Interview with Allison Gibbons (Assistant Editor, Australia) from The Matrix Reloaded and Revolutions (2003)

By Paul Martin May 16th, 2012, in Official Interviews, The Matrix Reloaded, The Matrix Revolutions

Archival interview with Allison Gibbons from the official Matrix website.

MATRIX: Could you explain what an Assistant Editor’s duties are?

ALLISON: When we get our camera rolls from the lab we check them against our breakdown that lets us know which slate goes where — sometimes you get camera rolls containing different scenes and they need to go on different dailies rolls. I break the film apart into the slates, which generally leaves us with lots of little bits and pieces, and then we build them up into rolls that Catherine [Chase, 1st Assistant Editor (Film)] has sorted into a screening order that she goes through every morning.

MATRIX: As I understand it, not everything that is shot is shown at dailies.

ALLISON: No, it’s not.

MATRIX: Are the shots you assemble what is shown at dailies?

ALLISON: Sometimes. We have selects and non-selects that need to be gone through eventually as well, so I might pull out one slate and the other four are put on a different roll that still goes into the system but are slates that the brothers don’t want to see but still can be used in the film.

MATRIX: How did you become an Apprentice Editor?

ALLISON: I was a projectionist on the first MATRIX and they needed some help in the cutting room towards the end of filming, so I was sort of thrown in the deep end.

MATRIX: What equipment do you use?

ALLISON: My synchronizer has all the frames on it – there are four sprockets to a frame – and using the synchronizer I can then mark a sequence at any frame. When you make a cut you want to cut it in rack because if you cut it in a sprocket short you’ll see the frame line when it’s being shown. To make the cuts I use a splicer; I just put the film on it and then I cut it. Splicing tape will join it back together again; it’s got the same kind of sprocket holes in it. You just line it up on the splicer, tape it on both sides, and off you go.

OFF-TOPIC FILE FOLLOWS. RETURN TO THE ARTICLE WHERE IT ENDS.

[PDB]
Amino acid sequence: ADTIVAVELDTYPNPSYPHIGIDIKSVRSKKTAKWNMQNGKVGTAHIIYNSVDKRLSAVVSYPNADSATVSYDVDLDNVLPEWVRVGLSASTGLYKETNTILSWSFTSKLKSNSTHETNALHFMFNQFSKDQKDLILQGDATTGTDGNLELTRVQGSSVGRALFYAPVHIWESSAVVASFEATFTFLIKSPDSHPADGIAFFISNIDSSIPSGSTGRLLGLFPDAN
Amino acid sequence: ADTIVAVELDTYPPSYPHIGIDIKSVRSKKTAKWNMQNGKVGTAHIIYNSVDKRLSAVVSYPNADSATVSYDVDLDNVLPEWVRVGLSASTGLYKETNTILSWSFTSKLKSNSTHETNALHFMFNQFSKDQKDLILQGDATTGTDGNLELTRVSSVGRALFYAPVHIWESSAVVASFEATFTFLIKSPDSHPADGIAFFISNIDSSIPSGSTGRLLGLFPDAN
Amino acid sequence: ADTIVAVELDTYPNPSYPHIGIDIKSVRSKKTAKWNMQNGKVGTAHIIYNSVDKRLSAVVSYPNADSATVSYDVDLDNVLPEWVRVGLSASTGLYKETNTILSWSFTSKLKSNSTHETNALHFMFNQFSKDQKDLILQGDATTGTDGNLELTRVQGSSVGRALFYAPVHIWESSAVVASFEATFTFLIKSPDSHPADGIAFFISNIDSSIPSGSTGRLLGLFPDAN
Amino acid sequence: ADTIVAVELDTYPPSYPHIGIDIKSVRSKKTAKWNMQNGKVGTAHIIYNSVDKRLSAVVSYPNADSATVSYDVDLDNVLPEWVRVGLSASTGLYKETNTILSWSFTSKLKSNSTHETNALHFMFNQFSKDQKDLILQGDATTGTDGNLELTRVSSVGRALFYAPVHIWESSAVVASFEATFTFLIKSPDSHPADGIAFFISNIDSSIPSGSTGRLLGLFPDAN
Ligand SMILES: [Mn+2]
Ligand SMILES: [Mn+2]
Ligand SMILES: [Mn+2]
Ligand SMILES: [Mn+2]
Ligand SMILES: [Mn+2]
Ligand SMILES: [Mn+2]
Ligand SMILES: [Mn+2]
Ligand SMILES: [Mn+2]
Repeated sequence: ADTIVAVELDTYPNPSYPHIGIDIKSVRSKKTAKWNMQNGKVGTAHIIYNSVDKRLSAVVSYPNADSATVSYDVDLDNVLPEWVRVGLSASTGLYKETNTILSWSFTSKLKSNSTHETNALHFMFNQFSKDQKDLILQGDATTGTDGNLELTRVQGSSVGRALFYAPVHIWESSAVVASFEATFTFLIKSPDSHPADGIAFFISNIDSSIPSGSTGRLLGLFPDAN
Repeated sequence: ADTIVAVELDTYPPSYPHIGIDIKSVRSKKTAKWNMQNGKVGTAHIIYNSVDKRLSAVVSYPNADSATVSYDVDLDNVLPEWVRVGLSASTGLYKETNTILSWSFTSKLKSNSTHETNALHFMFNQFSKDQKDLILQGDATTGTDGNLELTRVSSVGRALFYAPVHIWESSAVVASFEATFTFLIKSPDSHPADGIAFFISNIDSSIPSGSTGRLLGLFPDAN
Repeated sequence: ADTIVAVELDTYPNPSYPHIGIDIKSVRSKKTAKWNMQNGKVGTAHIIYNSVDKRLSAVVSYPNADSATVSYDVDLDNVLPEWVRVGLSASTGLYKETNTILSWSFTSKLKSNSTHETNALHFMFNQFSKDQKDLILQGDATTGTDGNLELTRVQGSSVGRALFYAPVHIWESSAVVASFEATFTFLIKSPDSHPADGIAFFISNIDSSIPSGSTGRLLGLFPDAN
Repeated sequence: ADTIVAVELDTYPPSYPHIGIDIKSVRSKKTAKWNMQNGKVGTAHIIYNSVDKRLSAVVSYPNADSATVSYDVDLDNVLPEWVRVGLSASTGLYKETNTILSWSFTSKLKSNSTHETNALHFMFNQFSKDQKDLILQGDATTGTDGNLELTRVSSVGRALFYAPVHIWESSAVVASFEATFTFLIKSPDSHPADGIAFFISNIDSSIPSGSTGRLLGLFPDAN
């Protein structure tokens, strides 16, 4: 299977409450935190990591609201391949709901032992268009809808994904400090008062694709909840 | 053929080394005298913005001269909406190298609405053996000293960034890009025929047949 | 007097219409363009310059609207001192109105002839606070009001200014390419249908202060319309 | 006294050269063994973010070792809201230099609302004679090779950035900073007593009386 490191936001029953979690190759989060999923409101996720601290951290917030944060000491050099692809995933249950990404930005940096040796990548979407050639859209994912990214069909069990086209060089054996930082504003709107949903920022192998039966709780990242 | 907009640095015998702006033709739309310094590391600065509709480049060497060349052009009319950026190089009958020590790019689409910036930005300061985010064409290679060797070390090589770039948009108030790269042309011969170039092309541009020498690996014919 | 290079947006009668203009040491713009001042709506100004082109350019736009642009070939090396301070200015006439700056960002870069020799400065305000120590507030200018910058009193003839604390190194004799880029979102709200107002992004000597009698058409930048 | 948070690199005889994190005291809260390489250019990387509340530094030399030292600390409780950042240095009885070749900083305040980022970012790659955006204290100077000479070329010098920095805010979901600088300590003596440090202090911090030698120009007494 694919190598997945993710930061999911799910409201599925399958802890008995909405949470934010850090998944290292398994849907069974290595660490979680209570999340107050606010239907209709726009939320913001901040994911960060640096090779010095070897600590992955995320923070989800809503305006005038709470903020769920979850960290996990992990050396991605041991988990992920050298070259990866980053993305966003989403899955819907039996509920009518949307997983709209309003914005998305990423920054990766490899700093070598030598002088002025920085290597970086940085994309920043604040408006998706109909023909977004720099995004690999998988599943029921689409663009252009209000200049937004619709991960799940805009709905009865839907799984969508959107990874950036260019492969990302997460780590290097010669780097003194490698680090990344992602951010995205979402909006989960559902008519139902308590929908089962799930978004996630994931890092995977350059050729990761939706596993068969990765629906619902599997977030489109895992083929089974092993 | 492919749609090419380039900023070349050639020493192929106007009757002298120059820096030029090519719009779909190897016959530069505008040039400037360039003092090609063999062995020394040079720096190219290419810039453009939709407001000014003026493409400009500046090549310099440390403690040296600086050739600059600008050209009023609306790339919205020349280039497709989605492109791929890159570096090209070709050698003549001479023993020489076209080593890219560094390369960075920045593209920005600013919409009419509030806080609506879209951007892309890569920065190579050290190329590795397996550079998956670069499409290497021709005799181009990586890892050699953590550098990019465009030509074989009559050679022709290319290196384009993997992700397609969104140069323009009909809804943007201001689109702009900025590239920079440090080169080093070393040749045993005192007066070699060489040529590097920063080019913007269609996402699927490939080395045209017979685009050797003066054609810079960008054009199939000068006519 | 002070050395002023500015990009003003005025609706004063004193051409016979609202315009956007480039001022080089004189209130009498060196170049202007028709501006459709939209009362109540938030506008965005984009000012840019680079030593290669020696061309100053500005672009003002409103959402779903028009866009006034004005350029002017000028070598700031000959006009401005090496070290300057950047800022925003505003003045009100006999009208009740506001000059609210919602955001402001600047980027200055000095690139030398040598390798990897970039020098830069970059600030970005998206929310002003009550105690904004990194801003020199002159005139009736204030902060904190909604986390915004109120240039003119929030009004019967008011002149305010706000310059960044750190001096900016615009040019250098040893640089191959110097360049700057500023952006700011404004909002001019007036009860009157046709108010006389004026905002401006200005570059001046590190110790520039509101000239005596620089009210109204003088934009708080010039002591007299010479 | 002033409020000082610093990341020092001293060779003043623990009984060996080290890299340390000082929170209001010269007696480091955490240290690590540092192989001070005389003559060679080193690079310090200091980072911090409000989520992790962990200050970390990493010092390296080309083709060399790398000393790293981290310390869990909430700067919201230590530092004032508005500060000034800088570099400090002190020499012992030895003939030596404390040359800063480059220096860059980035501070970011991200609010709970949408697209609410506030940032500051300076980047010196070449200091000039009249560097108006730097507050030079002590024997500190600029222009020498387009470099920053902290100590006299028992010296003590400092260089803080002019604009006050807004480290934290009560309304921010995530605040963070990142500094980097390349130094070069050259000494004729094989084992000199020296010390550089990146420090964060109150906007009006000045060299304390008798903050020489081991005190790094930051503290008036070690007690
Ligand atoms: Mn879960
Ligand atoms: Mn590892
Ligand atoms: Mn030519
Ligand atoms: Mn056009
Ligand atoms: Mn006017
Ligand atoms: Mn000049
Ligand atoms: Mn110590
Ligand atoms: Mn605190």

MATRIX: Do you still project the dailies?

ALLISON: No, I take them up to the projectionist and tell her what order they go in, what has sound, what is mute, and then I get to push the button and go, “ready to roll.” It’s all very exciting, I still go to the dailies every night.

MATRIX: What is your role while you’re there?

ALLISON: Basically just to take the film up to the projectionist before the Brothers arrive and to make sure it looks presentable. I test it to make sure all the sound is working, and have a look at the picture to make sure there are no hairs in the projector and that the image looks right. When they come I sit next to the microphone so I can talk to the projectionist so if they want to roll through the focus I can let her know. Then I get the film and take it to telecine afterwards.

MATRIX: Have you ever had any big drama where the sound didn’t sync?

ALLISON: That’s all checked here on the Steinbeck [a device for editing film] before we actually go up. Sometimes there are some technical difficulties but usually it can be sorted out. Sometimes machines just don’t want to cooperate.

MATRIX: Are there other duties you’re responsible for?

ALLISON: It depends. Today is a pretty light day, but if we’re really busy I can be sitting here breaking film apart until after lunch. Once it’s all compiled we check it to make sure it’s all in a screening order, and then log it by the barcodes that run along the side of the film. We have a special barcode reader that picks up those little barcodes so when we log it we know the start of each slate from where the barcode is.

Once it’s all logged, Dave [David Birrell, AVID Assistant Editor] syncs up the rushes, it’s checked, and then we get it out to the numbering machine where we mark it again, placing rubber numbers on it for each scene. Every foot of film needs to be numbered, so later, when they’re in post-production, they can cut the film by those numbers. The numbering machine is not the fastest, so that takes a little while. Then the footage is placed in boxes and we take it up to rushes and there we go. Then we do it all again the next morning.

MATRIX: What has been your biggest challenge so far on this production?

ALLISON: It would probably just be the hours. Sometimes we get a lot of film and it’s just really hard, but we seem to get there every day. That’s probably been the toughest — day in, day out, more film, more film.

MATRIX: What would you say your hours are like?

ALLISON: About thirteen or fourteen hours a day, depending on overtime, but I try to stick to twelve. It all depends on when they wrap and when they get up to rushes.

MATRIX: Generally how many minutes do you show every day in dailies?

ALLISON: It depends what the Brothers have selected, but we probably haven’t sat through longer than sixty minutes at a time. And if they skip a night then we’ve got double dailies the next night, but lately it’s been about half an hour’s worth. That’s the three units — main, second, and third. It’s quite nice to see all this work you put in during the day projected that night.

MATRIX: Thank you so much, Allison.

Interview by REDPILL

August 2002

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